Curalate will roll out a platform Tuesday that curates images on Pinterest and analyzes sharing behavior and the types of photos pinned on boards, similar to the way technology might evaluate text in a conversation. It gives brands insights into how people view products or services.
The tool introduces the ability to analyze sentiment by image, rather than text on a page. Developing the product meant working with more than 150 brands and agencies, such as Birchbox and FRWD, to build the tools that eventually could support other social sites, such as Twitter or Facebook. As a result of success during initial tests, investors NEA, First Round Capital and MentorTech seeded the startup with $750,000.
The technology, which integrates into Google Analytics, analyzes daily interactions, identifies the biggest fans and products most pinned, compares one brand to another and helps identify products and pins sending the most traffic to branded Web sites.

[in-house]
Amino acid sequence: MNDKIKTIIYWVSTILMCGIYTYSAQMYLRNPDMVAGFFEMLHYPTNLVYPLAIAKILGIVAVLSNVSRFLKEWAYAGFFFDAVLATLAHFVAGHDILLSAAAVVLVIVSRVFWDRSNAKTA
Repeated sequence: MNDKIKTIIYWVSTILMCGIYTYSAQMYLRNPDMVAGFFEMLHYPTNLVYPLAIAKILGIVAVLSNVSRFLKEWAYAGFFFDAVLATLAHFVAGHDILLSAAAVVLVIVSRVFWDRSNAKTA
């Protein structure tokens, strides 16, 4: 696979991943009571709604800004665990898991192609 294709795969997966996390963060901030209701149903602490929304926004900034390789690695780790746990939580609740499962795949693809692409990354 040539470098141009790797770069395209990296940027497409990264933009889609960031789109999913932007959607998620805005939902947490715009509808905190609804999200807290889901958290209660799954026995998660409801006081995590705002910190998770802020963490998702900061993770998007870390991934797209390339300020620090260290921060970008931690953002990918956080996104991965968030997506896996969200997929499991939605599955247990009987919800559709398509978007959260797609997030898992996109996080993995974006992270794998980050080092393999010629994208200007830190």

The integration with Google Analytics allows marketers to compare different parts of data, such as relating information on Pinterest to Web site traffic data.
Knowing answers to these questions could increase ecommerce sales simply by moving a product buried deep in the site to the home page. Then a short paragraph is added, detailing the back-story on the product's history to give consumers the chance to share the post on other social sites, such as Facebook or Twitter, directing Fans and Followers to the Web site or Pinterest.
When it comes to moms, Nielsen said nearly 5 million found their way to Pinterest in March. The appeal likely links to ecommerce services on Web sites.
Content on branded Web sites drive consumer to share on Pinterest. Curalate analyzed 17 million pins across 80 brands. The company found that 85% of brand engagement occurs because fans want to share the company's products from their Web site, rather than the Pinterest page.
"Brands adopt Pinterest but still operate under the assumption that engagement happens because of their Pinterest page," said Apu Gupta, CEO and co-founder, Curalate, Philadelphia. "It does, but a huge percentage happens because brand fans go to the company's Web site to search for products."
Gupta said there is no plan to aggregate data across a variety of brands and package up the data for sale, but rather gather information for specific brands. Brands can also use the data as a lead generation tool.
Since Nick Shiftan, Curalate co-founder, came from Microsoft with a background in mobile, it's a safe bet the company will focus next on smartphones and tablets.